Those six yelling Republicans want to appoint Supreme Court justices to decide cases like these


Did you watch the Republican debate on Saturday night? Did you hear all the yelling? Did you catch when Donald Trump talked about Jeb Bush mooning people?

Did you know that each of the men on stage wants to be in a position to appoint Supreme Court justices?

In between the arguments, all six candidates made the case for the kind of justices they would nominate—one of the most significant decisions a president can make in office.

As a reminder of just how significant, here are the major cases before the Supreme Court right now and the issues at stake:


Case: United States v. Texas

What it’s about: The 26-state challenge has halted the implementation of President Obama’s executive actions that would offer young undocumented immigrants and their parents temporary protection from deportation and allow them to lawfully seek work. The Supreme Court will decide whether Deferred Action for Parents of Americans and Lawful Permanent Residents (DAPA) and expanded Deferred Action for Childhood Arrivals (DACA) will move forward.


Case: Zubik v. Burwell

What it’s about: Religious nonprofits have challenged the mandate in the Affordable Care Act that allows employees to access contraceptive coverage through employer-sponsored plans. The Supreme Court will decide whether the law’s current accommodation—which allows employers to sign a form indicating they have a religious objection to the coverage and trigger a third-party insurer to provide it instead—imposes a substantial burden on the religious exercise of these nonprofits.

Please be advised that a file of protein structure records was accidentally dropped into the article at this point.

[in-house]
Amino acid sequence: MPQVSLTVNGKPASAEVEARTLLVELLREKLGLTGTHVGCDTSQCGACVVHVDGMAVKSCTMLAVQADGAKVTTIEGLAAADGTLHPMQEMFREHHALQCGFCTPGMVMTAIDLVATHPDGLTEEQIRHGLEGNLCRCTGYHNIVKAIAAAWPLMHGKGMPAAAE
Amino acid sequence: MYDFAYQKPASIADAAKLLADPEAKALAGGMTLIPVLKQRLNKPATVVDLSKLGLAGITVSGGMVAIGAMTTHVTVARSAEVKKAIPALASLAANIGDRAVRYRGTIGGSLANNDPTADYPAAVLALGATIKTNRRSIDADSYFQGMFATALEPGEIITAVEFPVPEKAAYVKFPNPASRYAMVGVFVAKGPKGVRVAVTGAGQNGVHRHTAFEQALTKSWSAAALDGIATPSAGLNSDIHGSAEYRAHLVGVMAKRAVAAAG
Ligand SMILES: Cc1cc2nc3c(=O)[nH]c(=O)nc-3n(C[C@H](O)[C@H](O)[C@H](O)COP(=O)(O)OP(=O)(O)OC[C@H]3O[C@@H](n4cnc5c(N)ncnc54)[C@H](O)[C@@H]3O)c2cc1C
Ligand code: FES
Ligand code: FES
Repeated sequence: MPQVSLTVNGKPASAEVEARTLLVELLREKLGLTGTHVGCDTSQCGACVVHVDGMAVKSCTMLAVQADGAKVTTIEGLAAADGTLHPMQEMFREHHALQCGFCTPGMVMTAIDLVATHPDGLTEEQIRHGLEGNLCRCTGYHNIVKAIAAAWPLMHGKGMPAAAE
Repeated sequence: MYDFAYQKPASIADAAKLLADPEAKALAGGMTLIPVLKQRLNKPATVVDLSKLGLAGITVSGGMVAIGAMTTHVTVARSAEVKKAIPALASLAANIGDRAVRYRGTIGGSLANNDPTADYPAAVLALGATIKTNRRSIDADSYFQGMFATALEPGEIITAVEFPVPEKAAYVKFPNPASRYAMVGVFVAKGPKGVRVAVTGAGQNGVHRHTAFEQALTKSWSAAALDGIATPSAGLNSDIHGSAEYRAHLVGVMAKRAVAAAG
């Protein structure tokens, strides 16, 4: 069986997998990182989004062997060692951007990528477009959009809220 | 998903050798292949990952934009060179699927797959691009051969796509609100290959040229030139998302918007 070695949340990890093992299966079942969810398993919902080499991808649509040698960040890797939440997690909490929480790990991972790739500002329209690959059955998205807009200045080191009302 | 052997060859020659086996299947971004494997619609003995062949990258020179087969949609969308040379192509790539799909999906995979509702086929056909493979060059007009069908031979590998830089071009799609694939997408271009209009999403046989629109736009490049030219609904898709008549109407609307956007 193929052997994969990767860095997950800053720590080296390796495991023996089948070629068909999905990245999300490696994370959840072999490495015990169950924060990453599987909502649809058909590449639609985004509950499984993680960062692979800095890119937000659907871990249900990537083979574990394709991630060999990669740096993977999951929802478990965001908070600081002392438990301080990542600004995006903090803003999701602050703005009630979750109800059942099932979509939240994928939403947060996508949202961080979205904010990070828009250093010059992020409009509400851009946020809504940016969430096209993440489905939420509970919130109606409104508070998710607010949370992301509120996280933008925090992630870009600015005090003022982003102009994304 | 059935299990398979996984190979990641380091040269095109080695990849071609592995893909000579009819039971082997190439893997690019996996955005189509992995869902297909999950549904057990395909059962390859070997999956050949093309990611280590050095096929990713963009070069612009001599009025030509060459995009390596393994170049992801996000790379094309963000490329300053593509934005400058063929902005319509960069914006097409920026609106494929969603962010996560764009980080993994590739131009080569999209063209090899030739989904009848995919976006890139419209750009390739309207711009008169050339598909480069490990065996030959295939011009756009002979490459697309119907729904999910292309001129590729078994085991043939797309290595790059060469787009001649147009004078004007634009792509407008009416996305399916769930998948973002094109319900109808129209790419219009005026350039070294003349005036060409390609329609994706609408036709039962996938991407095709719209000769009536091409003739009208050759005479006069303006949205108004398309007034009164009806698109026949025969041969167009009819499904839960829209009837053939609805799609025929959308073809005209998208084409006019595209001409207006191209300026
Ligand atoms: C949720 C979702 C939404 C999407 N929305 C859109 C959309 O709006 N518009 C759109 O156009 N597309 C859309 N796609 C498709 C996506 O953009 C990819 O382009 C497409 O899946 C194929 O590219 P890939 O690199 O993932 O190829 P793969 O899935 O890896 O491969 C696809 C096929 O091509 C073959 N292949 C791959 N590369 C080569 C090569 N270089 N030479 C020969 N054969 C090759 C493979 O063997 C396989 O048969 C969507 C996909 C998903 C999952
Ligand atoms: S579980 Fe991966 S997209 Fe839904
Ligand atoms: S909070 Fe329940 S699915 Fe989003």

Abortion rights.

Case: Whole Woman’s Health v. Hellerstedt

What it’s about: A coalition of abortion providers in Texas, including Whole Woman’s Health, has challenged Texas’ sweeping abortion law, which has shuttered more than half the clinics that offer abortion services in the state. The Supreme Court will decide whether the law, by significantly reducing the availability of abortion services in the state, imposes an undue burden on women exercising their constitutional right to terminate a pregnancy.

Voting rights.

Case: Evenwel v. Abbott

What it’s about: Under the standard of “one person, one vote,” how should states count people when they draw legislative districts? Should they count just eligible voters, or should they count everyone—including undocumented immigrants, children, and people who are incarcerated? The outcome could shift power away from cities and toward more rural areas.


Case: Friedrichs v. California Teachers Association

What it’s about: Can unions collect fees from non-members for collective bargaining done on their behalf? If the high court decides they can’t, the California Teachers Association’s financial resources—and the union itself—could be significantly weakened.

Affirmative action.

Case: Fisher v. University of Texas at Austin

What it’s about: Whether the University of Texas’ admissions policy, which considers race as one factor, violates the Equal Protection Clause of the Constitution. The case was brought by a white student who says she was denied admission because of her race. The justices could gut affirmative-action programs at universities across the country. (At oral arguments, the late Justice Antonin Scalia mused that some black students might fare better at “a less advanced school, a slower-track school where they do well.”)

Inline Feedbacks
View all comments
Share Tweet Submit Pin